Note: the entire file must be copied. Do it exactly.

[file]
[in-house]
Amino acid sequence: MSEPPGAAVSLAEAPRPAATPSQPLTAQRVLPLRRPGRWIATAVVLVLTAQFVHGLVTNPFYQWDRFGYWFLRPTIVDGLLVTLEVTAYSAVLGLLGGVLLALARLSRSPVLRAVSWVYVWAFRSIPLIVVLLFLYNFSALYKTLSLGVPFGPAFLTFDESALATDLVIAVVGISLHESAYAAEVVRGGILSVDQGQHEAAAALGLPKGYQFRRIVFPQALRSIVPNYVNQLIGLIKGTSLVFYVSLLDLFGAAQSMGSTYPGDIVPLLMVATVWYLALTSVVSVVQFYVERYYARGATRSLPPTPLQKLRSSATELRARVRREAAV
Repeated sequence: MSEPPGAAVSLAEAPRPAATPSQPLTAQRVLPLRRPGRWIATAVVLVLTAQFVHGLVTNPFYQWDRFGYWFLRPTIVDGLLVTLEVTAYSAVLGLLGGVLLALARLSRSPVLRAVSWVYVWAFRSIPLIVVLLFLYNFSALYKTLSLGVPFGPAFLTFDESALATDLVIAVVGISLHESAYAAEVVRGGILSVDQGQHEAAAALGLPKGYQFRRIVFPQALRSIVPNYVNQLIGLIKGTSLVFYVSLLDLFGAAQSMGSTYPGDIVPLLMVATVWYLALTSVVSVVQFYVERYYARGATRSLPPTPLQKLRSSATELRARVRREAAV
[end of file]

[in-house]
Amino acid sequence: MSEPPGAAVSLAEAPRPAATPSQPLTAQRVLPLRRPGRWIATAVVLVLTAQFVHGLVTNPFYQWDRFGYWFLRPTIVDGLLVTLEVTAYSAVLGLLGGVLLALARLSRSPVLRAVSWVYVWAFRSIPLIVVLLFLYNFSALYKTLSLGVPFGPAFLTFDESALATDLVIAVVGISLHESAYAAEVVRGGILSVDQGQHEAAAALGLPKGYQFRRIVFPQALRSIVPNYVNQLIGLIKGTSLVFYVSLLDLFGAAQSMGSTYPGDIVPLLMVATVWYLALTSVVSVVQFYVERYYARGATRSLPPTPLQKLRSSATELRARVRREAAV
Repeated sequence: MSEPPGAAVSLAEAPRPAATPSQPLTAQRVLPLRRPGRWIATAVVLVLTAQFVHGLVTNPFYQWDRFGYWFLRPTIVDGLLVTLEVTAYSAVLGLLGGVLLALARLSRSPVLRAVSWVYVWAFRSIPLIVVLLFLYNFSALYKTLSLGVPFGPAFLTFDESALATDLVIAVVGISLHESAYAAEVVRGGILSVDQGQHEAAAALGLPKGYQFRRIVFPQALRSIVPNYVNQLIGLIKGTSLVFYVSLLDLFGAAQSMGSTYPGDIVPLLMVATVWYLALTSVVSVVQFYVERYYARGATRSLPPTPLQKLRSSATELRARVRREAAV